Cornell endowment posts 41.9% return, biggest gain in decades
Cornell’s endowment grew from $ 7.2 billion to $ 10 billion in fiscal 2021, achieving the largest gain in more than three decades.
In a press release from the University, Chief Investment Officer Kenneth Miranda attributed the 41.9% ROI to the rebound in markets, as well as the University’s endowment restructuring effort. over five years, now largely completed.
âIt has been an extraordinary year, in part because of a unique constellation of events,â Miranda said in the statement. “We have a multi-year, almost infinite time horizon, and that money must be managed over generations of Cornell students, faculty, staff and research goals, through bull markets and bear markets.”
This 42% return on investment marks a stark contrast to the 1.9% annual return from last year – when Cornell’s total assets fell from $ 7.3 billion to $ 7.2 billion in due to volatile markets shaken by the pandemic.
Among the Ivy League universities that have released their returns so far, Brown has had the highest returns, rising 51.5%, bringing his endowment to $ 6.9 billion. Cornell also fell behind Dartmouth, which posted returns of 46.5%.
While Cornell has historically posted some of the lowest returns among the Ivies, the University edged out the University of Pennsylvania, Harvard and Yale – who recorded annual returns of 41.1%, 33.6%, and 40. 2%, respectively. Columbia and Princeton have yet to release their results.
Cornell’s endowment includes more than 8,000 accounts that remain a source of financial support for faculty, research, student programs, financial aid, athletics and other programs. The university uses a portion of endowment income each year to support its operations, although such expenses are capped at 7% under New York State law.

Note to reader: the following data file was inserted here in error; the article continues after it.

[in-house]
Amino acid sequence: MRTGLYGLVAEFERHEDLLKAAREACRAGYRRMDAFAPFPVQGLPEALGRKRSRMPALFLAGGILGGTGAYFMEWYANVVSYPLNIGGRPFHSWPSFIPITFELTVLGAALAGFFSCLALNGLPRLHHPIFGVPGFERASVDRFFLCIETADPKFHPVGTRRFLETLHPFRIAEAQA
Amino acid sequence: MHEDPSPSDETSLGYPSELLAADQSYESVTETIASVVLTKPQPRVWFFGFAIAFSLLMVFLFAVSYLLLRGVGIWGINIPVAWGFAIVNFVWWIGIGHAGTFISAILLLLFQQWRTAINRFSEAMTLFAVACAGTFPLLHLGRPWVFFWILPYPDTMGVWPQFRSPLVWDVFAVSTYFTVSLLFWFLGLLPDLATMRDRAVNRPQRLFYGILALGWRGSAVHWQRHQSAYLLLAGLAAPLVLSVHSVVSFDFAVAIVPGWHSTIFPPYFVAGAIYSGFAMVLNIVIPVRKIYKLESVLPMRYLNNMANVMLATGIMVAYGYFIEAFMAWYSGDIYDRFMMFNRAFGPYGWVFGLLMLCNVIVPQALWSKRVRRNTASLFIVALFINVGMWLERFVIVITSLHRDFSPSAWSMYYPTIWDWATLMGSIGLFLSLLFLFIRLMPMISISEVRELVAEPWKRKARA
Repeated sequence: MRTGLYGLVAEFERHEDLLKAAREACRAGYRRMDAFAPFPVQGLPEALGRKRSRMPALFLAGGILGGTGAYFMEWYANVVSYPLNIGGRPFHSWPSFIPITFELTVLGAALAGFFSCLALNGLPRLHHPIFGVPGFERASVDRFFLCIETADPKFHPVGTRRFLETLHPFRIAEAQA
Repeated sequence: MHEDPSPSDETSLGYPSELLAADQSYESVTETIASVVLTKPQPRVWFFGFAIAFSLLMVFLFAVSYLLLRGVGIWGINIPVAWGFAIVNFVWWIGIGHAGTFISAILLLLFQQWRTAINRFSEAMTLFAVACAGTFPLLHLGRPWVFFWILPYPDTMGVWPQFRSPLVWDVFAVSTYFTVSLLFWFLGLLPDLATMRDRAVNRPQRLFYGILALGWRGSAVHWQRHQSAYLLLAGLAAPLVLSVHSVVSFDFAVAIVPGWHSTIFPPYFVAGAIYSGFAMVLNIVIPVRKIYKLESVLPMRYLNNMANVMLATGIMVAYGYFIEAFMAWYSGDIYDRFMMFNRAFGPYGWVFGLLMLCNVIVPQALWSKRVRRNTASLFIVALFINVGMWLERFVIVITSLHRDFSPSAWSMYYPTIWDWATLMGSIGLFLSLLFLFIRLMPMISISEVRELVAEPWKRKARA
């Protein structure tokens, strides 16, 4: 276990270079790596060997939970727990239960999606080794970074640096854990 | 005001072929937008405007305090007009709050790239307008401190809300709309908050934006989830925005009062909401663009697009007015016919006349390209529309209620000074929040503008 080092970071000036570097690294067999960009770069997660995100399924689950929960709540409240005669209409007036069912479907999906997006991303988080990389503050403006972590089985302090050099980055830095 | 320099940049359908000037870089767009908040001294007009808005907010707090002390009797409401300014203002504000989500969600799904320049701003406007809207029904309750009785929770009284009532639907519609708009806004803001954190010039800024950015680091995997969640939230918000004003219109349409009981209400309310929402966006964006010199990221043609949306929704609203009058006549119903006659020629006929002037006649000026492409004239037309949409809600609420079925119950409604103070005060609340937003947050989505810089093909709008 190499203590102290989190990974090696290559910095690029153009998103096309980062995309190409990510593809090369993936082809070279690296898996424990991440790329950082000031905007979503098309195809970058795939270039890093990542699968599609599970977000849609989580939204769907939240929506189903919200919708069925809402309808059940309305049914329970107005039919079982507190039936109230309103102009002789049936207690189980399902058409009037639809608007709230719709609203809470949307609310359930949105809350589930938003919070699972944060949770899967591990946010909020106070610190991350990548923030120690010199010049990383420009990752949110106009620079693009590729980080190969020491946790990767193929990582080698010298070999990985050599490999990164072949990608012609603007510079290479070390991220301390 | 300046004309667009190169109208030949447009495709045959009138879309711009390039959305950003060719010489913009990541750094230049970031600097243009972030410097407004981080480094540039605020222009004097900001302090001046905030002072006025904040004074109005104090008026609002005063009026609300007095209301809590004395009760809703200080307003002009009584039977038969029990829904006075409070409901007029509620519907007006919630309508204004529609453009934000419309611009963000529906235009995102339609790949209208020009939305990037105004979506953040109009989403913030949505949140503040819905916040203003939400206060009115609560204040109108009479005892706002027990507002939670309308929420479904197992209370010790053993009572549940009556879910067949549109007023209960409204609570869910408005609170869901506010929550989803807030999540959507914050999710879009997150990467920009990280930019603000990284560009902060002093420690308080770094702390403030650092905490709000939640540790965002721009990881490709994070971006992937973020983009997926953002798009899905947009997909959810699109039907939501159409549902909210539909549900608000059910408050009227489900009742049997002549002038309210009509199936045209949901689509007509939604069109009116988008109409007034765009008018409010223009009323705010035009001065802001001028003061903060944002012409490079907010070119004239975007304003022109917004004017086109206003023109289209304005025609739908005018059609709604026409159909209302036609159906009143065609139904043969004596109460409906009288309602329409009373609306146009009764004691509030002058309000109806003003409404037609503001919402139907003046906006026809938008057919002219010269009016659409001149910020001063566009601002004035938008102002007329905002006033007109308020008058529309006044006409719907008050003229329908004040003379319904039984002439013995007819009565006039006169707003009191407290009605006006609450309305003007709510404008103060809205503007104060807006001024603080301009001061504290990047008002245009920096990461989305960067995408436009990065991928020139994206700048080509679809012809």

Year after year, the University distributes about 5 percent of its endowment income to the operating budget – below the state cap. Last year, Cornell spent an additional $ 15 million from the endowment to help manage its pandemic-related spending, the statement said.
With these returns, Cornell’s endowment hit a record $ 10 billion, which comes as the University restructured and repositioned the portfolio under Miranda’s tenure, including improving liquidity and diversifying assets. The restructuring included moving investments from the University to New York to “tap into a larger pool of potential staff and get closer to global capital markets,” the press release said.
According to Miranda, “the portfolio is well placed” as the University sees the results of the restructuring.